Aleasha Jacobson was a big gun at the net during the ERHS’s best era of volleyball when the Elks went 69-13 over a three-year period, including 27-1 her senior year, losing in the section semifinals. The springy six-footer made the metro area top ten in kills and blocks while excelling in digging and passing as well. Jacobson (1999), with career totals of 768 kills and 458 blocks, was a Pioneer Press all-stater. She had a scholarship to South Dakota State, where she started at middle hitter right away, but her career was cut to one season due to a knee injury and four operations. Also a track standout, Jacobson ranks second in 100 hurdles (15.22), third in triple jump (36-6.5) and fifth in 300 hurdles (47.36) on the Elks all-time lists. Now Aleasha Williams, she is married to the Concordia University (St. Paul) football coach, has a 5-year-old son, and works for Mind Ware as an administrative assistant, living in Fridley.

 Greg Paffel  A year after Greg Paffel won a state championship in the discus, he abruptly ended his sports career for a higher calling. He’s now known as Father Greg, priest of three parishes in the Sauk Centre area. Paffel’s throw of 166-10 won gold at state in 1986, his senior year, when he also took fourth in shot put with 54-7 1/2. (His shot PR was 54-9 3/4.) Paffel, 5-foot-10 and 250 pounds as a senior, was also an offensive lineman in the fall, and spent winters lifting weights, with PR’s of 340 on bench and 505 squat. He had one year of track-and-field at Minnesota-Morris before leaving for a Franciscan seminary in Ohio. After stops and starts he entered the priesthood in 2001. He arrived at Sauk Centre after five years in Fergus Falls.

 Haley Balcom  Elk River’s 2004 state girls hockey championship team, and fifth-place team the year before, were anchored by Haley Balcom and a previous ERHS Hall of Fame pick, Anya Miller. Balcom was a superb skater, defender, and teammate, and could score, too, with 35 career goals and 67 assists for 102 points, sixth all-time with the Elks. She had 11 goals and 22 assists in the state championship season. The 5-foot-4 skater went on to start every game at Bemidji State for four years in the WCHA, notching five goals and 23 assists. In soccer, the 2004 grad was a swift, high-scoring forward and helped the Elks reach the region finals her senior year. Also a track star, she ranks third all-time for the Elks in both the 100- and 200-meter dashes. Now Haley Thompson, she lives with her husband and two daughters in Warroad, a good place for a hockey family. She has a teaching degree but is currently a stay-at-home mom.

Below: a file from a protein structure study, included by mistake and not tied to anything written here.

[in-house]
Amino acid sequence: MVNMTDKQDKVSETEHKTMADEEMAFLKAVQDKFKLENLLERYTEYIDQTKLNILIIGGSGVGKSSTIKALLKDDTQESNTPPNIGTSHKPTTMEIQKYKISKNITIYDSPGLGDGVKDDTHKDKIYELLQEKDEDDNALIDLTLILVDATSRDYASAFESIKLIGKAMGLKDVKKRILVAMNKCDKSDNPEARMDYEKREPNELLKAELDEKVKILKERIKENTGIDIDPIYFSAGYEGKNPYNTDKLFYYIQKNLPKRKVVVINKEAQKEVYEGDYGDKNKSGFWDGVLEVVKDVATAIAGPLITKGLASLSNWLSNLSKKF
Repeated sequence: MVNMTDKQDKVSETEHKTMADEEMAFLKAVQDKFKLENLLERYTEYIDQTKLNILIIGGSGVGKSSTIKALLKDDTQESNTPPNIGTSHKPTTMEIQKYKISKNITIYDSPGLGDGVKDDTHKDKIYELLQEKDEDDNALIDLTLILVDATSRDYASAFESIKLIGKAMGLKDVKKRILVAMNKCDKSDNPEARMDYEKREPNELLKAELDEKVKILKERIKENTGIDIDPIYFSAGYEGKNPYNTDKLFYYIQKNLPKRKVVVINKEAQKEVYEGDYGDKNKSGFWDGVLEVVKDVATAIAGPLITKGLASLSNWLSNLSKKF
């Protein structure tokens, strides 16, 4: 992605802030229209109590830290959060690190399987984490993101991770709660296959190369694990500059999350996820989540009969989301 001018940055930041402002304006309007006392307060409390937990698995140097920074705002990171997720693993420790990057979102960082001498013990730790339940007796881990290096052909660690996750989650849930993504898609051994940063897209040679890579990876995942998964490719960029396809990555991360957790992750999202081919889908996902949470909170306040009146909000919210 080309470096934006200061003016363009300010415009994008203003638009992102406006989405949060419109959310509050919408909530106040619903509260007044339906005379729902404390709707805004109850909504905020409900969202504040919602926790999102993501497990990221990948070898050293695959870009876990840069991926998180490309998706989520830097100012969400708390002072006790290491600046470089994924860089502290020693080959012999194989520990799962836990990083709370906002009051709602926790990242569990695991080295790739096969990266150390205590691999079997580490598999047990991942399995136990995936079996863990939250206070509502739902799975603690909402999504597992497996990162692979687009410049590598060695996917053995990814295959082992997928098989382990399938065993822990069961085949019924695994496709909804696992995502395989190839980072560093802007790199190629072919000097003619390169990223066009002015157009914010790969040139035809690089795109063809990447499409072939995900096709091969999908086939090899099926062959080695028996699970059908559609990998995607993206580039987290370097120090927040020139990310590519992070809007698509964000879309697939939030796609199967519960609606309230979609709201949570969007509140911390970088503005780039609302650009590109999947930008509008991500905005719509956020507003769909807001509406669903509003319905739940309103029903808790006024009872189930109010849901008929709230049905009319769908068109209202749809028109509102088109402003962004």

Dave Anderson  At age 12 in Zimmerman, Dave Anderson assembled a softball league for kids his age, and the former Elk tennis and hockey player been a master organizer ever since. Anderson (1970) was facilities coordinator for Elk River’s hugely-praised turn at hosting Hockey Day Minnesota this past January, a 10-month gig he regards as his most intensive and rewarding task ever. That covers a lot of ground. Over 30-some years, Anderson has directed several sports associations, including adult softball and youth soccer for over a decade each. As a Park and Rec commissioner since 1987, he’s been a driving force in the vast expansion of city parks, ball fields and running/skiing trails. A park in Otsego now bears his name. He was a college tennis player, helping St. Cloud State win three conference titles. An analytical chemist for the concrete firm Cretex, Anderson also lent his waxing skills to the Elk Nordic Ski team from 1990-2003, helping two daughters place first in freestyle at state, a son win a state relay gold and the Elk girls win the 1994 team title.

 Chris McAlpine  Chris McAlpine is ERHS’s only two-time state wrestling champion, winning at 125 as a junior and 130 as a senior. McAlpine’s 139-28 career record includes 11-0 in state tournament matches. He was 3-0 in duals when the Elks placed fourth his sophomore year, then 4-0 the next two years as an individual qualifier. He helped Augsburg win the MIAC team title as a freshman, wrestling at 149, but injuries limited him to two active seasons. McAlpine (2000), one of three Elk mat standouts in his family, is a branch manager at Wells-Fargo in Rogers, and has been a volunteer coach for both the Elks and Royals.